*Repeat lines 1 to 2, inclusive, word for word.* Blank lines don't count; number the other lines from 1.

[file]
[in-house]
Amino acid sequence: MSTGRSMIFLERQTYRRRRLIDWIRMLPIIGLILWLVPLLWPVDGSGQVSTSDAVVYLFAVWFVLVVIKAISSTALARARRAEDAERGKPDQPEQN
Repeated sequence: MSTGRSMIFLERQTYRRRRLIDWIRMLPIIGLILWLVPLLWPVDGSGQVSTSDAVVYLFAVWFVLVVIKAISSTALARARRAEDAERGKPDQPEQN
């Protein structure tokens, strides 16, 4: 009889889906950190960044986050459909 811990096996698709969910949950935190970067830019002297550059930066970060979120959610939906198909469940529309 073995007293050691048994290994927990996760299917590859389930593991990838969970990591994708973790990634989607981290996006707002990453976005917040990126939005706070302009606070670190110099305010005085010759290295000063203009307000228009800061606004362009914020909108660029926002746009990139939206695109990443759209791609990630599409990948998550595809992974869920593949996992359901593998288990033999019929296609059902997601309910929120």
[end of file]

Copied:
[in-house]
Amino acid sequence: MSTGRSMIFLERQTYRRRRLIDWIRMLPIIGLILWLVPLLWPVDGSGQVSTSDAVVYLFAVWFVLVVIKAISSTALARARRAEDAERGKPDQPEQN